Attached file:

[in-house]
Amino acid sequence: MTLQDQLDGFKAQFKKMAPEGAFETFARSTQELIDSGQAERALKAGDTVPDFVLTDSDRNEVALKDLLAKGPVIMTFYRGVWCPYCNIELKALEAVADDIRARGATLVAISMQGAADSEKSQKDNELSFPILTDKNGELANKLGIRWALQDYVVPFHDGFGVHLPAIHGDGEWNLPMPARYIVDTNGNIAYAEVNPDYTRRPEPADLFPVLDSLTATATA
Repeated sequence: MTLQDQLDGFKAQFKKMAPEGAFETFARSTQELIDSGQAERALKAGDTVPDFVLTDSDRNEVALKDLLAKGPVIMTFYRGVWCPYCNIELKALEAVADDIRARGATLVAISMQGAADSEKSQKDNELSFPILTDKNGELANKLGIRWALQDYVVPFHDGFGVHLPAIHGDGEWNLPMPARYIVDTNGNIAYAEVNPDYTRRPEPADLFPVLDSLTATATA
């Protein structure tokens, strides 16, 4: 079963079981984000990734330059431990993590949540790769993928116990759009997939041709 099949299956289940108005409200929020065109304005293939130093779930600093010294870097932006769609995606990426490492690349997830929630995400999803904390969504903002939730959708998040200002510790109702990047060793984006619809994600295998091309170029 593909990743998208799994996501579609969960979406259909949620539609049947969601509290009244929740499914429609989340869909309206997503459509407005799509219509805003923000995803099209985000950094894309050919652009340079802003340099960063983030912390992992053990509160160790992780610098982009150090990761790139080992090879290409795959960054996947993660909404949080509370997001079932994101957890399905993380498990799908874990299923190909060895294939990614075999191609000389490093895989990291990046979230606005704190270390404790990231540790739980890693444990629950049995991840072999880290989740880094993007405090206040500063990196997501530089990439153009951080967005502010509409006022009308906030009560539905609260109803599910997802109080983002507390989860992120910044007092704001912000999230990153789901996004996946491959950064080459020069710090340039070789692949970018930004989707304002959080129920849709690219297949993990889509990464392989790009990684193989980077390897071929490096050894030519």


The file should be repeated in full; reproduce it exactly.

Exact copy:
[in-house]
Amino acid sequence: MTLQDQLDGFKAQFKKMAPEGAFETFARSTQELIDSGQAERALKAGDTVPDFVLTDSDRNEVALKDLLAKGPVIMTFYRGVWCPYCNIELKALEAVADDIRARGATLVAISMQGAADSEKSQKDNELSFPILTDKNGELANKLGIRWALQDYVVPFHDGFGVHLPAIHGDGEWNLPMPARYIVDTNGNIAYAEVNPDYTRRPEPADLFPVLDSLTATATA
Repeated sequence: MTLQDQLDGFKAQFKKMAPEGAFETFARSTQELIDSGQAERALKAGDTVPDFVLTDSDRNEVALKDLLAKGPVIMTFYRGVWCPYCNIELKALEAVADDIRARGATLVAISMQGAADSEKSQKDNELSFPILTDKNGELANKLGIRWALQDYVVPFHDGFGVHLPAIHGDGEWNLPMPARYIVDTNGNIAYAEVNPDYTRRPEPADLFPVLDSLTATATA
């Protein structure tokens, strides 16, 4: 079963079981984000990734330059431990993590949540790769993928116990759009997939041709 099949299956289940108005409200929020065109304005293939130093779930600093010294870097932006769609995606990426490492690349997830929630995400999803904390969504903002939730959708998040200002510790109702990047060793984006619809994600295998091309170029 593909990743998208799994996501579609969960979406259909949620539609049947969601509290009244929740499914429609989340869909309206997503459509407005799509219509805003923000995803099209985000950094894309050919652009340079802003340099960063983030912390992992053990509160160790992780610098982009150090990761790139080992090879290409795959960054996947993660909404949080509370997001079932994101957890399905993380498990799908874990299923190909060895294939990614075999191609000389490093895989990291990046979230606005704190270390404790990231540790739980890693444990629950049995991840072999880290989740880094993007405090206040500063990196997501530089990439153009951080967005502010509409006022009308906030009560539905609260109803599910997802109080983002507390989860992120910044007092704001912000999230990153789901996004996946491959950064080459020069710090340039070789692949970018930004989707304002959080129920849709690219297949993990889509990464392989790009990684193989980077390897071929490096050894030519």